Date: 25th April 2018 at 10:50am
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There was a time in the not so distant past that you could say with absolute clarity ‘Blues have had more manager’s than wins’.

While I may sound like a management obsessive with my constant sniping at all of those who have tried but failed in the St. Andrew’s hot seat, I’m merely an observer looking from the outside in.

Firstly, I wish to place on record (again) that the main culprits of Birmingham City’s downward spiral are the Board of Directors. They may be ambitious people who have the club’s best interests at heart but their short time in control of our club has thus far been marred by bad decision after bad decision.

Gary Rowett (sorry to bring him up again) should never have been sacked when he was. I wasn’t a massive Rowett fan but to make a change requiring such an overhaul halfway through a season was sheer madness. Ok, Rowett wouldn’t still be here now – and frankly, he is being found out at Derby, a post in which he has received much financial backing but is the latest victim of their ‘promotion curse’ – but we can all agree that his dismissal was ill-judged.

Hiring Gianfranco Zola was the most catastrophic error I have known in my time as a Blues fan. He had a vision which was so far outside the comfort zone of the players he inherited, it was always going to end in disaster. Many claim to feel sorry for the Italian but he knew exactly what he was walking into.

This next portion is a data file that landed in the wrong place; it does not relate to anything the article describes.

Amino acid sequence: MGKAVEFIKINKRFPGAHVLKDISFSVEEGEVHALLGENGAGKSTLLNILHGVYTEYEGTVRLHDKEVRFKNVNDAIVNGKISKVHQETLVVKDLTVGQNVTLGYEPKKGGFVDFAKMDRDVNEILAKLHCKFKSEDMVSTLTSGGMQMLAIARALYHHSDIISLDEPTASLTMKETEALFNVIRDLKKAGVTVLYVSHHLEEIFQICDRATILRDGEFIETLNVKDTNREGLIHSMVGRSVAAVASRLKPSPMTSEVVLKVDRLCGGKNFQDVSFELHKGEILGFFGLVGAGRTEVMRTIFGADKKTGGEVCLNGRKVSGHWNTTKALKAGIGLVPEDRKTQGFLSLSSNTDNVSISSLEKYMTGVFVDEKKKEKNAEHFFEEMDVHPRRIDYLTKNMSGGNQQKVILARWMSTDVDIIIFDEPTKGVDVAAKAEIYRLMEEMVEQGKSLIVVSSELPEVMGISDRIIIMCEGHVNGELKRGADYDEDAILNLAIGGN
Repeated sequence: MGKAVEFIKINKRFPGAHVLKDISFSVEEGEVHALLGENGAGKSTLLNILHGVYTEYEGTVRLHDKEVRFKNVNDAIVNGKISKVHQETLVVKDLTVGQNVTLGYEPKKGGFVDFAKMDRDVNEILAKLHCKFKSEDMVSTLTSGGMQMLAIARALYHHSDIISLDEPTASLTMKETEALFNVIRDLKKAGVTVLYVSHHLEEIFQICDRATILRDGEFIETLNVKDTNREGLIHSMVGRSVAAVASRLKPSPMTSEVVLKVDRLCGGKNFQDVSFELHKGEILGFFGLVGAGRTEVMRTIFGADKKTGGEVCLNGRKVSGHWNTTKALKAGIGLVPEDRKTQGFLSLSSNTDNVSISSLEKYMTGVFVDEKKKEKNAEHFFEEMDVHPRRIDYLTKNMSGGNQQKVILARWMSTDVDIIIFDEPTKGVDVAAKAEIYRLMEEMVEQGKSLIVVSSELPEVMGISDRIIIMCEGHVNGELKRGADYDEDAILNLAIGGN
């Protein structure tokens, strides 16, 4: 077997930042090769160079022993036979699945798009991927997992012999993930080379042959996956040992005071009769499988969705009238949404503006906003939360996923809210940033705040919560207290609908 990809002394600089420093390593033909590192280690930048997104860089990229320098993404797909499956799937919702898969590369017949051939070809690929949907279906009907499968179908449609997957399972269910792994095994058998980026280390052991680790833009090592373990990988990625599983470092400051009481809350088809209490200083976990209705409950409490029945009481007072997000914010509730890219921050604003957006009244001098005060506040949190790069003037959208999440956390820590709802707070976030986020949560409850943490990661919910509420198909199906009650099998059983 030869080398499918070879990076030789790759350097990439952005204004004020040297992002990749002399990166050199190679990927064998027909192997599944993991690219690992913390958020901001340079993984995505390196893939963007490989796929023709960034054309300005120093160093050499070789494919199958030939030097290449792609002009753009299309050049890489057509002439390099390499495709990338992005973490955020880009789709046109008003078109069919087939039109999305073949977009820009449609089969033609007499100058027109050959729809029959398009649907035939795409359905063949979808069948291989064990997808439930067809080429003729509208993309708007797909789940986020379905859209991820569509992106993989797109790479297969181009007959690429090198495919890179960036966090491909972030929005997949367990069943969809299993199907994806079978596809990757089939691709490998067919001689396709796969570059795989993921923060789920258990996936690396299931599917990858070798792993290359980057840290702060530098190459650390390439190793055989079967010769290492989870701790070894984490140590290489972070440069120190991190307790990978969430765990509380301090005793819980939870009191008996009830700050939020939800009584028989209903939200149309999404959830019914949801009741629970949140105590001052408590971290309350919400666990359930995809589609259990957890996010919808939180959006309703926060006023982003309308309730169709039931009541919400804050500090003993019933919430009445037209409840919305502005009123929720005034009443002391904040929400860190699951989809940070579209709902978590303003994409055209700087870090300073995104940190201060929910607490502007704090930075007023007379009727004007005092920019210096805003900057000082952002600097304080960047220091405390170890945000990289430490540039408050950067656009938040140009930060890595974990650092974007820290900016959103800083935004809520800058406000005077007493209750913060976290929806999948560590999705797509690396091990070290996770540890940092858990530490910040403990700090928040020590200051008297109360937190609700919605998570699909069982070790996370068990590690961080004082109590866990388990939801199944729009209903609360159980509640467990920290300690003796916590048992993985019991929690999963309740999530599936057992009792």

Above – Gianfranco Zola

Harry Redknapp came in and saved us from the drop but he didn’t, as the song suggested, take us to the top. And those who say ‘he wasn’t given time’ are wrong, in my view. ‘Arry couldn’t be arsed to make the journey from Sandbanks more than twice a week so left all and sundry to his coaching staff. What sort of example does that set?

Redknapp is like a kid playing Football Manager on their PC. He spent a lot of money, picked the team, gave the odd inspiring (and often unrealistic) media interview – but delegated everything else to his lapdogs.

Steve Cotterill was an accident waiting to happen. I recall watching his interview on Blues TV immediately after his unveiling. Forty minutes of unadulterated waffle. Now, I appreciate that he doesn’t get paid to be a public speaker, but as a fan, you want to feel at ease with what the gaffer is saying. The results were poor and the football was mind-numbingly dull. He never embraced the club, he never attempted to build a relationship with the fans.

Above – Steve Cotterill

Garry Monk, on the other hand, seemed the perfect match. If he was on a football equivalent of Tinder, Blues fans would most certainly have swiped right.

Initially, I thought the club had left it too late before sacking Cotterill and hiring Monk. But it seems they may have got in just before the train derailed. At the time of writing, Blues sit five points above the relegation zone with two games remaining.

Safety is within touching distance. Once the mission is accomplished, Blues must give Monk what he feels is necessary to build a team capable of competing at the business end of the Championship. No transfer committee, no penny pinching, no frills.

Monk has only been at the helm for 51 days but already the improvement is evident. The club is united once again, the connection between terrace and pitch is back. Even the team look half-decent – something I never thought I’d be writing.

If Monk can achieve all of this in less than two months, imagine what he could do given a year or two…

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